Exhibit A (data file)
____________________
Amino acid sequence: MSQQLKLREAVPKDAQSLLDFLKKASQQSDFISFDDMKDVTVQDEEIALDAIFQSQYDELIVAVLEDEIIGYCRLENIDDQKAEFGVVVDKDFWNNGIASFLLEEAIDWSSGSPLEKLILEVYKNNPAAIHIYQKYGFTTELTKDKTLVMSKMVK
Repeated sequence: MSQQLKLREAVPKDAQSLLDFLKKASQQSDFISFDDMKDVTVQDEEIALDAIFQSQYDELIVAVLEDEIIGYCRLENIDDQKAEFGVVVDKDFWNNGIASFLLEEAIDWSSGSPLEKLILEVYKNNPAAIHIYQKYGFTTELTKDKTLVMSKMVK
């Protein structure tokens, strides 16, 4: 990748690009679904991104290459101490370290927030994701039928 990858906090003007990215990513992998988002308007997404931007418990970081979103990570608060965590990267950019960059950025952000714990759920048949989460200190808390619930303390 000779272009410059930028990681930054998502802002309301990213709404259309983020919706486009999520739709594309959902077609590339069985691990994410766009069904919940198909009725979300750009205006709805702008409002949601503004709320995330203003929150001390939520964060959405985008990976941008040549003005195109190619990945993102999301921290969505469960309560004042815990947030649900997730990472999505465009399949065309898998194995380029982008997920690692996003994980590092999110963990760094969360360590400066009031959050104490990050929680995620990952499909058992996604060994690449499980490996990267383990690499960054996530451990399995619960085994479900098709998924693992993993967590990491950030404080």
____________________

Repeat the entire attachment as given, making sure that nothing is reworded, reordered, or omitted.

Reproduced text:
Amino acid sequence: MSQQLKLREAVPKDAQSLLDFLKKASQQSDFISFDDMKDVTVQDEEIALDAIFQSQYDELIVAVLEDEIIGYCRLENIDDQKAEFGVVVDKDFWNNGIASFLLEEAIDWSSGSPLEKLILEVYKNNPAAIHIYQKYGFTTELTKDKTLVMSKMVK
Repeated sequence: MSQQLKLREAVPKDAQSLLDFLKKASQQSDFISFDDMKDVTVQDEEIALDAIFQSQYDELIVAVLEDEIIGYCRLENIDDQKAEFGVVVDKDFWNNGIASFLLEEAIDWSSGSPLEKLILEVYKNNPAAIHIYQKYGFTTELTKDKTLVMSKMVK
């Protein structure tokens, strides 16, 4: 990748690009679904991104290459101490370290927030994701039928 990858906090003007990215990513992998988002308007997404931007418990970081979103990570608060965590990267950019960059950025952000714990759920048949989460200190808390619930303390 000779272009410059930028990681930054998502802002309301990213709404259309983020919706486009999520739709594309959902077609590339069985691990994410766009069904919940198909009725979300750009205006709805702008409002949601503004709320995330203003929150001390939520964060959405985008990976941008040549003005195109190619990945993102999301921290969505469960309560004042815990947030649900997730990472999505465009399949065309898998194995380029982008997920690692996003994980590092999110963990760094969360360590400066009031959050104490990050929680995620990952499909058992996604060994690449499980490996990267383990690499960054996530451990399995619960085994479900098709998924693992993993967590990491950030404080």